Get Your Board to Think Strategically!

Larry Tucker

Author: Larry Tucker

Executive Coaches of Orange County

www.ECofOC.org

As I was looking back at Jan Masaoka’s very good blog (http://www.blueavocado.org/content/who-responsible-board-doing-good-job) on the executive director’s responsibility for a successful board, I started thinking about the many boards I’ve worked with over the last few years.

The discussion in the blog and the related comments are a reminder that many nonprofit boards need to be changed or changed out to be successful. That’s a difficult and complex issue that many EDs and boards have wrestled with over the years and I might take a shot at that topic in a coming blog.

But the blog also reminded me that many boards just seem to be running in place with no intent to consider a longer term, strategic perspective. As with any flash tai java pohjaisena versiona, jolloin koneelle ei tarvitse ladata erillista kasino – ohjelmistoa. organization, this leads to stagnation, but can also result in a misalignment between the organization’s mission and the needs of the community.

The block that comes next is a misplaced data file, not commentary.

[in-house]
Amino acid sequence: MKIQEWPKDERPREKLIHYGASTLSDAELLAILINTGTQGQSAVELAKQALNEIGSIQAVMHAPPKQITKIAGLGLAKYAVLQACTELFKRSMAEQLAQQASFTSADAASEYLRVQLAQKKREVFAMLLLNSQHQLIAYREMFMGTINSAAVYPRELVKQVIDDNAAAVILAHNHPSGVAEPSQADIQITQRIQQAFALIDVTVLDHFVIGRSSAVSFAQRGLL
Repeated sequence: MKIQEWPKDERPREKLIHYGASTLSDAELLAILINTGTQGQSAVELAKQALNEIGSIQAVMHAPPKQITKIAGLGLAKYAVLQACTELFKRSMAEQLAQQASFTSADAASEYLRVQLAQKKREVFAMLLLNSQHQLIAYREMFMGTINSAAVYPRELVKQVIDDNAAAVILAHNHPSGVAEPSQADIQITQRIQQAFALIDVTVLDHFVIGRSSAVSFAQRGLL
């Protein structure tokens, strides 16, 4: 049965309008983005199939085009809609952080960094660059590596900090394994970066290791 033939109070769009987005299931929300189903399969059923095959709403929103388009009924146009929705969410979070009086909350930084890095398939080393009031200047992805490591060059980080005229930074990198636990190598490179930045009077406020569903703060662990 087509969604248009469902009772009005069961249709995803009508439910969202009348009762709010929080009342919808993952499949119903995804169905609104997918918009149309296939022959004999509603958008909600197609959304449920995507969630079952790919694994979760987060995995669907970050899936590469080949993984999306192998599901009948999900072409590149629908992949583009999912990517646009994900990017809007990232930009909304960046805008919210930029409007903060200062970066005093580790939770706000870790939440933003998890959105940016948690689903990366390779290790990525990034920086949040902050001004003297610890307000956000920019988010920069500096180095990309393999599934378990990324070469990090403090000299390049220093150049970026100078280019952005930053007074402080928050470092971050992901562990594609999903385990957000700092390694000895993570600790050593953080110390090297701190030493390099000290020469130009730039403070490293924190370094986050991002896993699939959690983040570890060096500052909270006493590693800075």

Many boards use an annual off-site strategic planning meeting to step back and consider the broader issues that drive their organizations, and I’d suggest that this is a good model to follow.   

Usually the simple process of establishing an off-site meeting for a half or full day with a strategic agenda will in itself prompt some very good discussions. But some deep thinking and thorough planning can create an experience that board members will want to repeat annually. The list of topics for these sessions is endless:

  • Reevaluating the organization’s vision and mission
  • Creating a five-year plan
  • Brainstorming on fundraising approaches
  • Factors within the community that are affecting your clients and your organization
  • Tearing apart the budgeting process
  • Matching the organization’s daily activities with its vision and mission

Get the board involved in these discussions so they individually feel that they have a stake in the success of the organization. I’ve had a lot of success breaking out the board members (with some staff) into two or three working groups for each topic, ensuring that all board members have a chance to comment and ask questions. Consider other activities in the session that will enhance participation.

This is also a good opportunity to get board members to commit to certain activities to help the organization….donor searches, fund raising, board member recruiting, for example.

Good leadership demands that we periodically take ourselves out of the daily rituals of running an organization, step back and consider if our organization is on the right track.